Mumbai, the worst-hit city in the country, has crossed the 51,000 mark (File)
Mumbai reopened on Monday after weeks of being locked down because of the coronavirus pandemic. However, in the absence of local trains, termed as the city's lifeline, locals are having trouble finding public transport to get to their destination.
BEST buses, which are the only viable public transport option for many, are allowed to carry not more than 30 people. The new rule, however, caused delays and long queues. Many people had to wait for over up to 90 minutes to get on board.
"We don't take too many passengers. Also, people are cooperating. If the bus is full, they don't come in," said a bus conductor.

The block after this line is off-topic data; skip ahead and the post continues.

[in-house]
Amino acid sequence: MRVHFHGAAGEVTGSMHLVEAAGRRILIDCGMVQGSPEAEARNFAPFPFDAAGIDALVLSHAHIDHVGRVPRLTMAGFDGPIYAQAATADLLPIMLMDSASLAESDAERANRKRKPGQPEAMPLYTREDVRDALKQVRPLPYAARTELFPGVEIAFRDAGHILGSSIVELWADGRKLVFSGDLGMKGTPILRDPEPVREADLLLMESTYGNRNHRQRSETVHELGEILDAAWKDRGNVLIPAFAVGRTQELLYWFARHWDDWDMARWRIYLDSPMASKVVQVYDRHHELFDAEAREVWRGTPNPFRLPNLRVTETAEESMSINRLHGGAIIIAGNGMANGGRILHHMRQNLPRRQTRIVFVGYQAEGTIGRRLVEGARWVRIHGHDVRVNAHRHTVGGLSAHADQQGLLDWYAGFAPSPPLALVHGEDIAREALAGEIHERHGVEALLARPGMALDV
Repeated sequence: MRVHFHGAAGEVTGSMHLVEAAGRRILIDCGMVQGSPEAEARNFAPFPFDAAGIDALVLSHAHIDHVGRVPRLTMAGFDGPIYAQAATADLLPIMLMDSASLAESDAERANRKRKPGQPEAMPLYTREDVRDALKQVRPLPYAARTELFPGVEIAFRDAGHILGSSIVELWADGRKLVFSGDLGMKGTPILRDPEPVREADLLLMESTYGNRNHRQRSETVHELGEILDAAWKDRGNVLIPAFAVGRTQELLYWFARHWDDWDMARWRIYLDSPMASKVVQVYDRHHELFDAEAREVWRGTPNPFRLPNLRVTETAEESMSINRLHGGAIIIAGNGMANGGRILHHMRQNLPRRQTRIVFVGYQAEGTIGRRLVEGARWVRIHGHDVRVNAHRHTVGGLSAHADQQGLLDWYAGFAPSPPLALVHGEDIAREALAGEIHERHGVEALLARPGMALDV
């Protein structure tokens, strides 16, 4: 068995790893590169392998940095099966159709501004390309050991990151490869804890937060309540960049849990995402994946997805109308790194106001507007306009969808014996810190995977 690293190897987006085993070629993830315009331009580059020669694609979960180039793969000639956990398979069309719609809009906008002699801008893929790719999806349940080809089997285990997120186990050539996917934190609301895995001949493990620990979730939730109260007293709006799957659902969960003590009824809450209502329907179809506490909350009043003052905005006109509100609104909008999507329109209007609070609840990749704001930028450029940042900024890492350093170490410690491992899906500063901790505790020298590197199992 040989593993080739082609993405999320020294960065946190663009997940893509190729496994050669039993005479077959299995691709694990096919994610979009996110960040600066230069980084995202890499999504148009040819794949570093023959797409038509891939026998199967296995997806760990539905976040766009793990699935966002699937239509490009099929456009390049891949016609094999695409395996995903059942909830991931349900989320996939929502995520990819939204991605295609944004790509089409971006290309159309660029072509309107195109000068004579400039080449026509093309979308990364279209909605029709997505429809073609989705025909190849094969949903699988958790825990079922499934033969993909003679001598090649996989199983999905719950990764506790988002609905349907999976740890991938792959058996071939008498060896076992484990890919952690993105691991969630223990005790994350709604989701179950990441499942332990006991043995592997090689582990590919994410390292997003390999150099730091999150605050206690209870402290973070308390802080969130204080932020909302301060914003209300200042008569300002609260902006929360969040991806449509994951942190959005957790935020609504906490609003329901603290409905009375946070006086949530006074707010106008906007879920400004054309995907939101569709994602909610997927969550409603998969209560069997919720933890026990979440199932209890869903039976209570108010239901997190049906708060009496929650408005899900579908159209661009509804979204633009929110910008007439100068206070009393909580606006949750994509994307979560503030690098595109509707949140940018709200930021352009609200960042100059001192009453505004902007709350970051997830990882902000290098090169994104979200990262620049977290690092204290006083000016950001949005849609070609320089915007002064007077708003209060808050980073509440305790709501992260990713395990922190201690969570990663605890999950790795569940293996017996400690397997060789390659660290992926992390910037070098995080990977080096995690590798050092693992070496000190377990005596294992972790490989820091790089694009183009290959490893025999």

Like buses, autos and taxis are back on the roads, but they are not feasible for those who travel long distances on local trains.
Meera Thakur, who normally travels 80 kilometers a day, changes five buses one way.
"We travel long distance. I don't have energy left in me. And half the day is gone. 3-4 hours one-way travel," she said.
There is confusion among the residents on what mode of transport is allowed. "I got penalised today because they say I can only take people for essential services," an auto driver in Malad told NDTV.
Although Mumbai is limping back to the new normal, the population density makes it difficult to follow social distancing rules.
Maharashtra, with over 90,000 coronavirus cases, has surpassed China, where the virus originated. Mumbai, the worst-hit city in the country, has crossed the 51,000 mark.